As a first time home buyer, you may be focused on a long list of what you want in a house. But as any real estate agent will tell you, the neighborhood where you buy is nearly just as important as the house itself. You want to make sure you buy in a neighborhood that's best for you, your family, and your lifestyle. Here are some things to consider as you search for your new home.

Commute to Work

Carefully calculate the distance you or your spouse will have to travel to get to work. What may seem now like an easy commute of an hour may become a headache in the future as traffic increases over time. Remember to multiply the commute times two, since you'll have to travel both ways every day. In addition, use your car's mileage to figure out how much the commute is going to cost you in fuel over time. 


Since you'll be growing your family for years to come in your new neighborhood, you'll probably want to be on track with the rest of the families in the area. If you have teens and move into a division with all young families, your kids may never have friends their age who live nearby. Real estate agents have access to data to determine the demographics of an area. Talk to your agent to discern the age ranges for the kids and other parents in the neighborhood you're considering.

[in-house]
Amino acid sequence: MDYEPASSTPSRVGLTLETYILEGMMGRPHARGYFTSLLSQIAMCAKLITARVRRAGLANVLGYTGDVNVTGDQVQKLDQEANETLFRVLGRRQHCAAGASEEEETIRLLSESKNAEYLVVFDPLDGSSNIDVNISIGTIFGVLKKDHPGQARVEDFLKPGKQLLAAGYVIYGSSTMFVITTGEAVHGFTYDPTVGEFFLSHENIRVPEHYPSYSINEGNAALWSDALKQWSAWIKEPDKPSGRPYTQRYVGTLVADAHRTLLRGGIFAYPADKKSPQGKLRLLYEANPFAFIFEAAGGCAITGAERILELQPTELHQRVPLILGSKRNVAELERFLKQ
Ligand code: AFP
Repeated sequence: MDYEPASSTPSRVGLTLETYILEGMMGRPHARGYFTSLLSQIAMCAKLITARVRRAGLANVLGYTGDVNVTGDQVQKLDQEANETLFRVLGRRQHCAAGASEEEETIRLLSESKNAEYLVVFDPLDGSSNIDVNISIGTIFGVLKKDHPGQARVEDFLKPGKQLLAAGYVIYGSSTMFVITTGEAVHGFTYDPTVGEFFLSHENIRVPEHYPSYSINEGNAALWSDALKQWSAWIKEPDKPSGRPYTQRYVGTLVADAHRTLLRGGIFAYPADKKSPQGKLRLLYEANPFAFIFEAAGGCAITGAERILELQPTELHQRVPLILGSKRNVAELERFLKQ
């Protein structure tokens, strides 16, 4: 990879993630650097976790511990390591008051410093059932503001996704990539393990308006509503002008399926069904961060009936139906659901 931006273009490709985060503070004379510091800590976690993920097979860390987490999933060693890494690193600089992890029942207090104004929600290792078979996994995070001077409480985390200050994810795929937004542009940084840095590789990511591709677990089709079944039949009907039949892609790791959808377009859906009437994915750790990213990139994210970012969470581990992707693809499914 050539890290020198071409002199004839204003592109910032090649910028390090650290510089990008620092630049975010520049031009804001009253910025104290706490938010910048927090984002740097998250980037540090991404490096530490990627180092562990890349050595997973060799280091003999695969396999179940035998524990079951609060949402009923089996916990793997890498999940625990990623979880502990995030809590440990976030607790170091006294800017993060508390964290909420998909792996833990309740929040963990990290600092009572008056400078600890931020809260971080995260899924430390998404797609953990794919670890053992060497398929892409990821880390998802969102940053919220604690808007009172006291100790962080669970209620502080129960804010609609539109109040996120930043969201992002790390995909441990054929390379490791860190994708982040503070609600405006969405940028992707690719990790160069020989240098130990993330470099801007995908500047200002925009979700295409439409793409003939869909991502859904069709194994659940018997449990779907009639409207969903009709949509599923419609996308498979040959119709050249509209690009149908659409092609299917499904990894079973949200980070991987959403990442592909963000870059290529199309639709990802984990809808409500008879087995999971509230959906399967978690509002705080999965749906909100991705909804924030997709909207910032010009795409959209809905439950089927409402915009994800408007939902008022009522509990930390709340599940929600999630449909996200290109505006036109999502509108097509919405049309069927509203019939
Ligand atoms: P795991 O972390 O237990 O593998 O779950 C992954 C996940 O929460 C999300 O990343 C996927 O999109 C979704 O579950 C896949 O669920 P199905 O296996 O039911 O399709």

Parks and Amenities

As you settle in your new home, you may want to access parks and other amenities in the area. In many cases, it's convenient to be able to visit and shop without having to get into the car. Take the time to drive around the neighborhood on different days to see what things there are to enjoy. If there is something missing that you feel you need, such as a bike trail, don't hesitate to ask your real estate agent to see more homes.

Neighbor Occupations

If your new neighbor is a member of a garage band, your future weekends could be spent listening to bad versions of 70s music. If your neighbor across the street fixes old cars on the side, the view from your living room could be an incessant display of jalopies. Your neighbors' occupations can impact your lifestyle in negative ways if you're not on the lookout for signs before you buy.

As you browse the area, look for an inordinate number of cars parked in the driveways compared to the house size. This could indicate that house parties are frequent, or that it's a big football game day. Visit on several different days to see if the cars were an anomaly, or an everyday occurrence. In general, whatever might cause you personal grievance with your neighbor, look for signs on neighboring properties.

The quality of your life depends on more than the house you live in. Be sure to consider the neighborhood before making your final home purchase.